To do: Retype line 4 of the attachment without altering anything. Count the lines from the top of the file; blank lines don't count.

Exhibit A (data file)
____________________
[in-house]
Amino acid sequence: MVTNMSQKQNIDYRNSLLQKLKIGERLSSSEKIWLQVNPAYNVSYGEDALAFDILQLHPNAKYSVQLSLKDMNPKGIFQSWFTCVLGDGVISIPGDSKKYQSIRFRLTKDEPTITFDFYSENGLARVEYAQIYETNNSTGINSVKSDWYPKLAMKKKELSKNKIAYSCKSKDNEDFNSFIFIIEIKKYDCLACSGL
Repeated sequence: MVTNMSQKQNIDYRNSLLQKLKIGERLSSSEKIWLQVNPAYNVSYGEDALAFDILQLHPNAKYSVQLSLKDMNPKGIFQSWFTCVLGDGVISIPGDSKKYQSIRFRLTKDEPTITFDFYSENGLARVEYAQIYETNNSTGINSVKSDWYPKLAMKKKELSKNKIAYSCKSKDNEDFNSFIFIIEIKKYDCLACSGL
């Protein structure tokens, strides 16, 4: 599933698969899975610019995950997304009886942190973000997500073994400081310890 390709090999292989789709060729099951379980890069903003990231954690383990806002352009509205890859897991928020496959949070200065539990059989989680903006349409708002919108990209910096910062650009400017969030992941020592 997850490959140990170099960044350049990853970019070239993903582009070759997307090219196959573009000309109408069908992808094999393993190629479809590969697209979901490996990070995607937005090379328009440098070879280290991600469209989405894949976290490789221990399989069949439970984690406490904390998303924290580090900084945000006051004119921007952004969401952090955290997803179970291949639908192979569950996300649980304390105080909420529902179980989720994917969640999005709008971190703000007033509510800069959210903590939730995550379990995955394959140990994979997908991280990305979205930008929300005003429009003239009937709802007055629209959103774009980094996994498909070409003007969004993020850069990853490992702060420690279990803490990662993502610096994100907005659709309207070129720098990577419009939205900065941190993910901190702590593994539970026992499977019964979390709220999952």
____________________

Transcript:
């Protein structure tokens, strides 16, 4: 599933698969899975610019995950997304009886942190973000997500073994400081310890 390709090999292989789709060729099951379980890069903003990231954690383990806002352009509205890859897991928020496959949070200065539990059989989680903006349409708002919108990209910096910062650009400017969030992941020592 997850490959140990170099960044350049990853970019070239993903582009070759997307090219196959573009000309109408069908992808094999393993190629479809590969697209979901490996990070995607937005090379328009440098070879280290991600469209989405894949976290490789221990399989069949439970984690406490904390998303924290580090900084945000006051004119921007952004969401952090955290997803179970291949639908192979569950996300649980304390105080909420529902179980989720994917969640999005709008971190703000007033509510800069959210903590939730995550379990995955394959140990994979997908991280990305979205930008929300005003429009003239009937709802007055629209959103774009980094996994498909070409003007969004993020850069990853490992702060420690279990803490990662993502610096994100907005659709309207070129720098990577419009939205900065941190993910901190702590593994539970026992499977019964979390709220999952």